Over the summer, I assisted Dr. Holger Sieg of the Department of Economics on his study regarding local governments in the United States. My project was to do research on various political institutions, such as term limits and partisan elections, and find variables that could be used to predict whether or not a municipality in the United States would employ those institutions.
The first phase of my role was to collect data on the municipalities in my sample, including their institutional characteristics and demographic and socio-economic variables. Next, I ran several binary regressions, with the political institutions as the dependent variable and the population characteristics as the independent variables. The purpose of these regressions was to see which of the characteristics could be used to significantly predict the presence of a political institution in a municipality. For instance, I found that cities with larger population sizes are more likely to employ term limits on their elected officials, and those with Democratic-leaning populations are more likely to have weak mayors, with few powers and little authority.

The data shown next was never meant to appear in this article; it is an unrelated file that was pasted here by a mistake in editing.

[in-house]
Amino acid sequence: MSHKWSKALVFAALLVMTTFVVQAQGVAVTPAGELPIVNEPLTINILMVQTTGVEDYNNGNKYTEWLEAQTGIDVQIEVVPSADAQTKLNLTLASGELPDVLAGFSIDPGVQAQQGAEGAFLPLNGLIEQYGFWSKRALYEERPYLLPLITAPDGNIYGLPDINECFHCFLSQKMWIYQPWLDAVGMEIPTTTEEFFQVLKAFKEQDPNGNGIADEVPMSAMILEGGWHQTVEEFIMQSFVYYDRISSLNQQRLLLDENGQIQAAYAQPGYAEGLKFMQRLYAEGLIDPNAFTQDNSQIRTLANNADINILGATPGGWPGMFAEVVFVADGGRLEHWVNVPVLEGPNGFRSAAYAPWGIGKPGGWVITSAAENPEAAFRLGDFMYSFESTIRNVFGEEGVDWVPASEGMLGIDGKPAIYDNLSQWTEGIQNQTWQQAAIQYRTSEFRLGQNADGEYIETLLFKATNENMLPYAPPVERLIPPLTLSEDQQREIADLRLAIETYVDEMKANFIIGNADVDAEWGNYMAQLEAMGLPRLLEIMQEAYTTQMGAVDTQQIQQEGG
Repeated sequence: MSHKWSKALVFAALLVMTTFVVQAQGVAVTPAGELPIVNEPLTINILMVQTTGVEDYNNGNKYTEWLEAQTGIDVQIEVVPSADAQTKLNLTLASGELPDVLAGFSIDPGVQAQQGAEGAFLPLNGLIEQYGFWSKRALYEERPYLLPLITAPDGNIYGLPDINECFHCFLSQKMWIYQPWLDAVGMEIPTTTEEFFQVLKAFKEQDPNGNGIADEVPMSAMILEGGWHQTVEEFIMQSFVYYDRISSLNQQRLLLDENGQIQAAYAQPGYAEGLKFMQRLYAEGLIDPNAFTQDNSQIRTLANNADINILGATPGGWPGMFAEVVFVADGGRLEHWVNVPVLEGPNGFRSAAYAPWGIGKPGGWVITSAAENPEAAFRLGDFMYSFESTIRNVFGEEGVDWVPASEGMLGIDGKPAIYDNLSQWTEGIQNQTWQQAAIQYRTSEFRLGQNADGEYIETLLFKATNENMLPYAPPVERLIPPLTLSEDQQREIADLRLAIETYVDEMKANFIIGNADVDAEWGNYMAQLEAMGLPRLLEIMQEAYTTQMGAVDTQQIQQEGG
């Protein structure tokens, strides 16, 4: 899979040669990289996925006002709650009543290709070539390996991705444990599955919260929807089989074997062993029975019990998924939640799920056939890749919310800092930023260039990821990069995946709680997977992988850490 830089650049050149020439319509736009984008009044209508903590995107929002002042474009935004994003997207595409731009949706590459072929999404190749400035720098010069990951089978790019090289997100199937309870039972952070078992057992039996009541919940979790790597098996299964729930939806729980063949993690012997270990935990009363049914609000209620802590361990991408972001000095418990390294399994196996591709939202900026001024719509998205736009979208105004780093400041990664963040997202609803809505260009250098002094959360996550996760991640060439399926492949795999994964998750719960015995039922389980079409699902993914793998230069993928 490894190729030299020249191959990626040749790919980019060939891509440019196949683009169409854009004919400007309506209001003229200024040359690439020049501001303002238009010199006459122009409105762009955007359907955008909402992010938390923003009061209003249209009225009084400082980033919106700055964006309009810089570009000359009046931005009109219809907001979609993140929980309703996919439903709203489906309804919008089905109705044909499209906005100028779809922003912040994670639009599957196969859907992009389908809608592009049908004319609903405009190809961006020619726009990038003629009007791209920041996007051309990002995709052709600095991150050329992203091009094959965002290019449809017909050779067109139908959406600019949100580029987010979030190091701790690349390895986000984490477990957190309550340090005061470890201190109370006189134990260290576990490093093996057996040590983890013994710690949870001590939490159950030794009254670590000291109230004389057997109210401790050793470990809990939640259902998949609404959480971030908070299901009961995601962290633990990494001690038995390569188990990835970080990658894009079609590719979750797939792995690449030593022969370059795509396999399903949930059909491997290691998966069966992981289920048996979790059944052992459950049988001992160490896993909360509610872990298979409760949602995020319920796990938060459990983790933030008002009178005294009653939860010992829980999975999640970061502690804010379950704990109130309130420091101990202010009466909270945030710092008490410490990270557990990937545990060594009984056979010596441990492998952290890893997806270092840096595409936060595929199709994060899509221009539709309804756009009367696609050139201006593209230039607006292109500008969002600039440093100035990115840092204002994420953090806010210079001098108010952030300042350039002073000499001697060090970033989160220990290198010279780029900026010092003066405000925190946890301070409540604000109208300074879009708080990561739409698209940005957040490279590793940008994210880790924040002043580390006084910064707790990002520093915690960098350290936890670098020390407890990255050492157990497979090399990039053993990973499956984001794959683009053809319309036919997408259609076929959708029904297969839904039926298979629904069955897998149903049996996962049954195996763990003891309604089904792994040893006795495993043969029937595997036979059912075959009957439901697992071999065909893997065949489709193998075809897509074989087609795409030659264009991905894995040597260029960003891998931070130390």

As part of my project, I also wrote several case studies regarding unique and interesting occurrences in cities across the country. For instance, I wrote about the mayorship of Michael Bloomberg. New York City had enacted a term limit on elected mayors, restricting them to serving a maximum of two terms as head. Nevertheless, Bloomberg managed to circumvent those restrictions and serve an additional third term. In another study, I wrote about Louisville Metro, when in 2003 the old city of Louisville merged with the surrounding Jefferson County to become one larger entity.
My participation in this project was a very enlightening and educational experience. Primarily, this was my gateway into research. I discovered the arduous and oftentimes dull task of collecting data. I also experienced the bumps in the road and disappointments that come with not obtaining valuable results, as well as the joys of finding new routes around the obstacles. Even my meetings with my mentor, where we discussed the current state of my project and the next steps to take, allowed me to better understand the kinds of thinking involved in the research process. Additionally, I was introduced to new programs like STATA and LaTeX as well as statistical regression concepts like linear probability models and multicollinearity.
Finally, it was a great pleasure to have the opportunity to learn from Dr. Holger Sieg over the summer. He was an excellent mentor and provided insight into both my specific project as well as its role within the bigger picture. He taught me a lot about the research world, and I look forward to continuing my research with him in the fall.